At the outbreak of the First World War three cousins reigned over Europe's greatest powers - Tsar Nicholas II of Russia, Kaiser Wilhelm II of Germany and King George V of England. This two-part series looks at the role played by the three monarchs, and their relationships with each other, in the outbreak of war, arguing that it is far greater than historians have traditionally believed.
Runtime: 60 minutes
Royal Cousins at War - Cousin marriage - Netflix
Cousin marriage is marriage between cousins (i.e. people with common grandparents or people who share other fairly recent ancestors). Opinions and practice vary widely across the world. In some cultures and communities, cousin marriage is considered ideal and actively encouraged; in others, it is subject to social stigma. In some countries, this practice is common; in others it is uncommon but still legal. In others, it is seen as incestuous and is legally prohibited: it is banned in China and Taiwan, North Korea, South Korea, the Philippines and 24 of the 50 United States. Supporters of cousin marriage where it is banned may view the prohibition as discrimination, while opponents may appeal to moral or other arguments. Worldwide, more than 10% of marriages are between first or second cousins. In the past, cousin marriage was practised within indigenous cultures in Australia, North America, South America, and Polynesia. Various religions have ranged from prohibiting sixth cousins or closer from marrying, to freely allowing first-cousin marriage. Cousin marriage is an important topic in anthropology and alliance theory. Children of first-cousin marriages may have an increased risk of genetic disorders, particularly if their parents both carry a harmful recessive mutation, but this can only be estimated empirically, and those estimates are likely to be specific to particular populations in specific environments. Children of more distantly related cousins have less risk of genetic disorders. In fact, a study of Icelandic records indicated that marriages between third or fourth cousins (people with common great-great- or great-great-great-grandparents) may produce the most children and grandchildren.
Royal Cousins at War - Europe - Netflix
Early Medieval Europe continued the late Roman ban on cousin marriage; under the law of the Catholic Church, couples were forbidden to marry if they were within four degrees of consanguinity. In the ninth century, the church raised the number of prohibited degrees to seven and changed the method by which they were calculated. Eventually, the nobility became too interrelated to marry easily as the local pool of unrelated prospective spouses became smaller; increasingly, large payments to the church were required for exemptions (“dispensations”), or retrospective legitimizations of children, in what amounted to a 'protection racket' by the church. In 1215, the Fourth Lateran Council reduced the number of prohibited degrees of consanguinity from seven to four. The method of calculating prohibited degrees was changed also. Instead of the former practice of counting up to the common ancestor then down to the proposed spouse, the new law computed consanguinity by counting back to the common ancestor. In the Roman Catholic Church, unknowingly marrying a closely consanguineous blood relative was grounds for a declaration of nullity, but during the 11th and 12th centuries, dispensations were granted with increasing frequency due to the thousands of persons encompassed in the prohibition at seven degrees and the hardships this posed for finding potential spouses. After 1215, the general rule was that while fourth cousins could marry without dispensation, the need for dispensations was reduced. For example, the marriage of Louis XIV of France and Maria Theresa of Spain was a first-cousin marriage on both sides. It began to fall out of favor in the 19th century as women became socially mobile. Only Austria, Hungary, and Spain banned cousin marriage throughout the 19th century, with dispensations being available from the government in the last two countries. First-cousin marriage in England in 1875 was estimated by George Darwin to be 3.5% for the middle classes and 4.5% for the nobility, though this had declined to under 1% during the 20th century. Queen Victoria and Prince Albert were a preeminent example. The 19th-century academic debate on cousin marriage developed differently in Europe and America. The writings of Scottish deputy commissioner for lunacy Arthur Mitchell claiming that cousin marriage had injurious effects on offspring were largely contradicted by researchers such as Alan Huth and George Darwin. In fact, Mitchell's own data did not support his hypotheses and he later speculated that the dangers of consanguinity might be partly overcome by proper living. Later studies by George Darwin found results that resemble those estimated today. His father, Charles Darwin, who did marry his first cousin, had initially speculated that cousin marriage might pose serious risks, but perhaps in response to his son's work, these thoughts were omitted from a later version of the book they published. When a question about cousin marriage was eventually considered in 1871 for the census, according to George Darwin, it was rejected on the grounds that the idle curiosity of philosophers was not to be satisfied.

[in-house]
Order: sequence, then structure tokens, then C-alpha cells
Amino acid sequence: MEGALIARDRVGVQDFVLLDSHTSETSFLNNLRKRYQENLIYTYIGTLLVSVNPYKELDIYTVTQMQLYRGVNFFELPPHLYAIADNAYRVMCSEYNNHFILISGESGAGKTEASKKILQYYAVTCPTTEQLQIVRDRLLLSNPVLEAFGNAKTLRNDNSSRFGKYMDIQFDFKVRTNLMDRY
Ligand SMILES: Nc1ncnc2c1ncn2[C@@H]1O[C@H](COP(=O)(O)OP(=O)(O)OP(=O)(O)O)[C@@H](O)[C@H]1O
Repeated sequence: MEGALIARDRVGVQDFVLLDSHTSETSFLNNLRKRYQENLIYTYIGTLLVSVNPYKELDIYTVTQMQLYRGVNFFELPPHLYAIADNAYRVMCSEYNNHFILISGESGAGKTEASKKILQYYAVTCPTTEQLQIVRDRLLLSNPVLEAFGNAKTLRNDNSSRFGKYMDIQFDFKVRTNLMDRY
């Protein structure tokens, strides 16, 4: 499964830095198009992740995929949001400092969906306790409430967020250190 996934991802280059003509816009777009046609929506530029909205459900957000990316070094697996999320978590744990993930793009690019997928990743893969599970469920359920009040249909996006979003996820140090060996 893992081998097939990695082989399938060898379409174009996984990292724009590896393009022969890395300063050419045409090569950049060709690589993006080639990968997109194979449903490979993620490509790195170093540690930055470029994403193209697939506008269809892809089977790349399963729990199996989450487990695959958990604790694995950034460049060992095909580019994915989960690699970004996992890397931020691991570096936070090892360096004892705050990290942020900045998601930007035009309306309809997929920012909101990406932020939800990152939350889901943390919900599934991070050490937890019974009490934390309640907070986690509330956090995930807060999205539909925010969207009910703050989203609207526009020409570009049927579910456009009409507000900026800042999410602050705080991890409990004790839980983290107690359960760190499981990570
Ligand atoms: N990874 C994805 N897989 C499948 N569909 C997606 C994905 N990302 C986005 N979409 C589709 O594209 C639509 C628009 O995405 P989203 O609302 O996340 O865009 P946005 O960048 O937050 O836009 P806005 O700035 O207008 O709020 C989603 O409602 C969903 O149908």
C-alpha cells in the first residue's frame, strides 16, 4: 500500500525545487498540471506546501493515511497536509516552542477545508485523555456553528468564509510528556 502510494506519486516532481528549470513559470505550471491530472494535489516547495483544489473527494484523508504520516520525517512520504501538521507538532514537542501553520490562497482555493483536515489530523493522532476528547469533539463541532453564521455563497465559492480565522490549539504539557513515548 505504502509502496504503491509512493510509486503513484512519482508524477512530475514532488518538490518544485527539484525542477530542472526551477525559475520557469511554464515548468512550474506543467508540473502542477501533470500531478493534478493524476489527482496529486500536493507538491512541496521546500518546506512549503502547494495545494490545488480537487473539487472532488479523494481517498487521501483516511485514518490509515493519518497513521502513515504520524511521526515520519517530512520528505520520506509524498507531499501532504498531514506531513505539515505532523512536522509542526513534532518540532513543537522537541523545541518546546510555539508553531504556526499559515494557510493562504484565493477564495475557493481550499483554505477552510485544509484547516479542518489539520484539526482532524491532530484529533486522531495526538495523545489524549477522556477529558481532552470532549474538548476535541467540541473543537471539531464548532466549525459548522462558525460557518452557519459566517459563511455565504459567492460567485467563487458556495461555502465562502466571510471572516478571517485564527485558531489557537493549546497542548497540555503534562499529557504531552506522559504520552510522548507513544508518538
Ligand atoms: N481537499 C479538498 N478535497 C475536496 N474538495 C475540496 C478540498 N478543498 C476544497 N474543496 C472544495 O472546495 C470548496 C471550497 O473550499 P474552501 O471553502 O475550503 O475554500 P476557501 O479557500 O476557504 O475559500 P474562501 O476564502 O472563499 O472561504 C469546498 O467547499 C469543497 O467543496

Royal Cousins at War - References - Netflix